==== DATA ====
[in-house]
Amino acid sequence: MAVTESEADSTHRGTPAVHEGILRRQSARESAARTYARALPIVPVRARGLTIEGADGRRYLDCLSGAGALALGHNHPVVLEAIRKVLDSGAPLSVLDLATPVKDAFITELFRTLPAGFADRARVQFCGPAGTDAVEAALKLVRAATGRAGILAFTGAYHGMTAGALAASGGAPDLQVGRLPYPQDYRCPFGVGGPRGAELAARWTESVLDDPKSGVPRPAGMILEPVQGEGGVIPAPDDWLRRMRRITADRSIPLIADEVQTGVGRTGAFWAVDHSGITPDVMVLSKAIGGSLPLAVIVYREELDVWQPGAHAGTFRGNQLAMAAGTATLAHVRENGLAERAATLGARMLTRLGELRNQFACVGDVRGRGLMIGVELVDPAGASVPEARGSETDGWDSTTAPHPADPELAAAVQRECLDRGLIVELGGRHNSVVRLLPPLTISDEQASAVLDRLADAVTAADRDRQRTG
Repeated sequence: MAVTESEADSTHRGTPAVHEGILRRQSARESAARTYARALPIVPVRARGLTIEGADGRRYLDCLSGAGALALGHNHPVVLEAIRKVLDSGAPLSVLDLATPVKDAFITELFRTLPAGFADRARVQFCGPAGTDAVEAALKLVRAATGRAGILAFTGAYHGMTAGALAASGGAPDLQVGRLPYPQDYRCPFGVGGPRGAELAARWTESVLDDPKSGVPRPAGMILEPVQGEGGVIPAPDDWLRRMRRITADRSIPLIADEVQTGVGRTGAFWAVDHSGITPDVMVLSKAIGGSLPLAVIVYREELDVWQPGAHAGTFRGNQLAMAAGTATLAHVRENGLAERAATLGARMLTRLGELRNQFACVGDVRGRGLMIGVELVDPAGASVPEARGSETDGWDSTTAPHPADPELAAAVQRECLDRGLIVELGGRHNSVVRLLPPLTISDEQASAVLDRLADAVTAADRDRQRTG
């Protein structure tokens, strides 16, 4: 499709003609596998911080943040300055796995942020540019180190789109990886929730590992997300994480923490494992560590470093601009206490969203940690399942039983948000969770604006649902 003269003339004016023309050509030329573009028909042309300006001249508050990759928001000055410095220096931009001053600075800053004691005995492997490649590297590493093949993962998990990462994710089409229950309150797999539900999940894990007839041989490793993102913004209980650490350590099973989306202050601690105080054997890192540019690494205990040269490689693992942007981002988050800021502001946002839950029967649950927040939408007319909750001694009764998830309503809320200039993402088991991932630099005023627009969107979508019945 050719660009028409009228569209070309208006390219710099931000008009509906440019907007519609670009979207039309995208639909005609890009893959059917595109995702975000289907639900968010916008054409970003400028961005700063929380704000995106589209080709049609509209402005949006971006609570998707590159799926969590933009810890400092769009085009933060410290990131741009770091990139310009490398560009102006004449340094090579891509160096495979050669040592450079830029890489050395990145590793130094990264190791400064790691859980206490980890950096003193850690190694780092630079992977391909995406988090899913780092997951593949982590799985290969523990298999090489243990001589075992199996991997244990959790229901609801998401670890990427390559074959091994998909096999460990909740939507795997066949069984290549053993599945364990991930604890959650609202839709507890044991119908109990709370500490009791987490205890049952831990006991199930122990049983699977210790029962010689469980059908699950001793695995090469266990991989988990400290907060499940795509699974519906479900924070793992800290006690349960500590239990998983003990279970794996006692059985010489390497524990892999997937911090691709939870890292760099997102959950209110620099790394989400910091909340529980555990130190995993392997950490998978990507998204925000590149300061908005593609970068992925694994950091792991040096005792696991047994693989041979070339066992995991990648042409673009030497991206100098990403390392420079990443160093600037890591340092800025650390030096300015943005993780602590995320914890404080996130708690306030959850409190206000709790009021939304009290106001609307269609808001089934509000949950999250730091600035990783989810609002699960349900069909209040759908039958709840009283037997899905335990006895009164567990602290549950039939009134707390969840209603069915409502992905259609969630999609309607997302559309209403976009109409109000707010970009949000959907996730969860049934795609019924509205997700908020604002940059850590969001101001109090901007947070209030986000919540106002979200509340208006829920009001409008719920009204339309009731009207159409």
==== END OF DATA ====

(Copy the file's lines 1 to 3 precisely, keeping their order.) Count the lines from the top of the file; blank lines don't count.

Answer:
[in-house]
Amino acid sequence: MAVTESEADSTHRGTPAVHEGILRRQSARESAARTYARALPIVPVRARGLTIEGADGRRYLDCLSGAGALALGHNHPVVLEAIRKVLDSGAPLSVLDLATPVKDAFITELFRTLPAGFADRARVQFCGPAGTDAVEAALKLVRAATGRAGILAFTGAYHGMTAGALAASGGAPDLQVGRLPYPQDYRCPFGVGGPRGAELAARWTESVLDDPKSGVPRPAGMILEPVQGEGGVIPAPDDWLRRMRRITADRSIPLIADEVQTGVGRTGAFWAVDHSGITPDVMVLSKAIGGSLPLAVIVYREELDVWQPGAHAGTFRGNQLAMAAGTATLAHVRENGLAERAATLGARMLTRLGELRNQFACVGDVRGRGLMIGVELVDPAGASVPEARGSETDGWDSTTAPHPADPELAAAVQRECLDRGLIVELGGRHNSVVRLLPPLTISDEQASAVLDRLADAVTAADRDRQRTG
Repeated sequence: MAVTESEADSTHRGTPAVHEGILRRQSARESAARTYARALPIVPVRARGLTIEGADGRRYLDCLSGAGALALGHNHPVVLEAIRKVLDSGAPLSVLDLATPVKDAFITELFRTLPAGFADRARVQFCGPAGTDAVEAALKLVRAATGRAGILAFTGAYHGMTAGALAASGGAPDLQVGRLPYPQDYRCPFGVGGPRGAELAARWTESVLDDPKSGVPRPAGMILEPVQGEGGVIPAPDDWLRRMRRITADRSIPLIADEVQTGVGRTGAFWAVDHSGITPDVMVLSKAIGGSLPLAVIVYREELDVWQPGAHAGTFRGNQLAMAAGTATLAHVRENGLAERAATLGARMLTRLGELRNQFACVGDVRGRGLMIGVELVDPAGASVPEARGSETDGWDSTTAPHPADPELAAAVQRECLDRGLIVELGGRHNSVVRLLPPLTISDEQASAVLDRLADAVTAADRDRQRTG